Sky-high Airbnb rates make travel deals harder to find

May 5, 2022

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Rate inflation isn’t just limited to traditional hotels, as Airbnb this week reported average rates for a booking during the first three months of this year hit their highest levels ever.

Yes, everyone is well aware that hotel stays and airfare aren’t cheap now, and they’re really going to take off heading into the summer. But Airbnb’s addition to inflation in the travel sector is another headwind for travelers looking for increasingly rare bargains.

The average daily rate for an Airbnb in the first quarter was $168 — a whopping 37% increase over the same time in 2019. The number shows just how popular Airbnb became during the pandemic, as it is only a 5% increase from the first quarter of 2021.

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The good news is the rate surge will likely temper later this year as the broader travel industry returns to normal. But don’t expect prices to come crashing down, either.

“We think that [prices] will likely moderate throughout the back half of the year as mix continues to adjust more toward cities [and] more cross border, which have lower average daily rates,” said Dave Stephenson, Airbnb’s chief financial officer, on an investor call this week. “But price appreciation has remained high and stickier.”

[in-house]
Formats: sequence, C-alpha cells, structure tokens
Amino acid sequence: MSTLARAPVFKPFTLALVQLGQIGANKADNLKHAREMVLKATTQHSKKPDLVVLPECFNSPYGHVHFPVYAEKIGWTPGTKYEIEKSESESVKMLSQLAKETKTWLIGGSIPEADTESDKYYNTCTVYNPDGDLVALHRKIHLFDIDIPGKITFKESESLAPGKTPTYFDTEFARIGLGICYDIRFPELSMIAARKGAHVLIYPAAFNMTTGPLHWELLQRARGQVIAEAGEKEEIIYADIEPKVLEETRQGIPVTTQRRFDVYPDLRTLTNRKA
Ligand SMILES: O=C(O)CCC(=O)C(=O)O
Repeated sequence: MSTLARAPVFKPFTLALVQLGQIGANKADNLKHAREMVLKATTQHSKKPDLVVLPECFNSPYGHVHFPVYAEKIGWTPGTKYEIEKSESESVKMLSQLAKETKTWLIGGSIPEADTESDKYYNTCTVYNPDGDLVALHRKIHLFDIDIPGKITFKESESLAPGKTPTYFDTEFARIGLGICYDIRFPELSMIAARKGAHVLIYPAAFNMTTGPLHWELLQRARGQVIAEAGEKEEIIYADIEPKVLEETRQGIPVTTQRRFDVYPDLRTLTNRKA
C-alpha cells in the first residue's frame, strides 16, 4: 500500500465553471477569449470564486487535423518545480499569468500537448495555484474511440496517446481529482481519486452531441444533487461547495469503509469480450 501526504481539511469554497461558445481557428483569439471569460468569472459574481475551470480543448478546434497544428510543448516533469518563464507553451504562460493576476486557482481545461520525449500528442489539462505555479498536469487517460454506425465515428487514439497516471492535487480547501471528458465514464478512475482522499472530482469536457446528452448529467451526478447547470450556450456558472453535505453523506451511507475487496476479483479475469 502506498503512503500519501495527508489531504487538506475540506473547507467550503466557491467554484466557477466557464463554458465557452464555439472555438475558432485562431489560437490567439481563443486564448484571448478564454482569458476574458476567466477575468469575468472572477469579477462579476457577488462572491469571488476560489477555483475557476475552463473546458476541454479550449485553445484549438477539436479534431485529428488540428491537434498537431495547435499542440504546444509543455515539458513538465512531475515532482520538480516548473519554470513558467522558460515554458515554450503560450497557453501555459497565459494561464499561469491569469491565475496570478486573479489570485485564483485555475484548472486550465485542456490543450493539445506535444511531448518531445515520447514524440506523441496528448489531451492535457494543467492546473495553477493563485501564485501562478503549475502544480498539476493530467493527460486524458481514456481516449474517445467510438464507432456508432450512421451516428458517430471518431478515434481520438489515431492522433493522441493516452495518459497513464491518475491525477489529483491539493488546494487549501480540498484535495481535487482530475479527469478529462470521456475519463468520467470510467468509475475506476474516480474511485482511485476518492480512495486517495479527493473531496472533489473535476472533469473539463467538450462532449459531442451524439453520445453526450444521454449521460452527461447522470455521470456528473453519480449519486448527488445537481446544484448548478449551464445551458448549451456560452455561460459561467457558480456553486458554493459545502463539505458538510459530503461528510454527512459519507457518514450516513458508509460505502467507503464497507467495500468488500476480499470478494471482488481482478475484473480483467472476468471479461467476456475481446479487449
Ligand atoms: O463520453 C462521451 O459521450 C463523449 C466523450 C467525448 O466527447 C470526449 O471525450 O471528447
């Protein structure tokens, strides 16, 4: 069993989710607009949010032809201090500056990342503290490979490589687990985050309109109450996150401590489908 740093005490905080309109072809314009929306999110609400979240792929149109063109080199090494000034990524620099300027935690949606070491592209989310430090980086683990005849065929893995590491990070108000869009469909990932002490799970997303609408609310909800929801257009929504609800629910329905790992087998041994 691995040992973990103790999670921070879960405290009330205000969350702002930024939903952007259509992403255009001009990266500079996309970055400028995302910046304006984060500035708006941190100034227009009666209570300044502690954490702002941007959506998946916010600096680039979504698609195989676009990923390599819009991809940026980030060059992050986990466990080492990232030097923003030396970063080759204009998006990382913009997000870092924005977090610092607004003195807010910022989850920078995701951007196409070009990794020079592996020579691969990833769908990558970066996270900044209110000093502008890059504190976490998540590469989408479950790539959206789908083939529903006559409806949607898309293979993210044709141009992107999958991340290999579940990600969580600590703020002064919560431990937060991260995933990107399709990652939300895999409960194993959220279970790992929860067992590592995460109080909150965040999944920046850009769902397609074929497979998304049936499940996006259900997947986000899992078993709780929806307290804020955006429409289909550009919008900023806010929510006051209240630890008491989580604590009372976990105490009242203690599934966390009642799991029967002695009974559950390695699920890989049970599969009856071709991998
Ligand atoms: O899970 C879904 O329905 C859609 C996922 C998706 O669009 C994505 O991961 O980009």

The rate increase came during the same quarter that Airbnb reported 102.1 million room nights and experiences booked — the first time reservations surpassed the 100-million mark in company history. The company anticipates this year will also be Airbnb’s first full year of profitability in company history, Stephenson said.

A bulk of demand in the first quarter came from North and Latin America as well as Europe, the Middle East and Africa. The number of room nights and experiences booked in North America alone, driven by the U.S., was 55% higher in the first three months of this year compared to the same time in 2019. It was 25% above 2021 levels.

As for why rates are getting so high, Airbnb chalks this up to interest veering more toward stays in North America, for entire homes and in non-urban destinations. All three of these generally command higher rates that stays in urban residences, often just a single room in a host-occupied home, that were a much larger share of the company’s business prior to the pandemic.

It is in the whole-home segment of the market where, while Airbnb is a leader, the home sharing and vacation rental platform faces some of its biggest competition.

Traditional hotel companies like Marriott International and Accor have kicked the tires on vacation rental platforms to various degrees. Marriott executives this week provided an update on their Homes & Villas platform, which at roughly 60,000 listings is significantly smaller than the 6 million found on Airbnb.

Marriott leaders are fully self-aware of the scope of their product in this space and even label it “extremely small” relative to their own company when it comes to financial impact. But even they seem to detect the financial sweet spot in this segment of hospitality entails renting out entire homes, as travelers continue to show they are willing to pay more for a stay.

“[Homes & Villas is] still tiny relative to some of the peers in that space,” Marriott CEO Anthony Capuano said on an investor call this week. “But again, I think it’s distinguished a bit because the composition of our portfolio is 100% multibedroom, full homes. These are not spare rooms or couches or anything else. These are full, multibedroom homes.”

Featured image courtesy of Airbnb.

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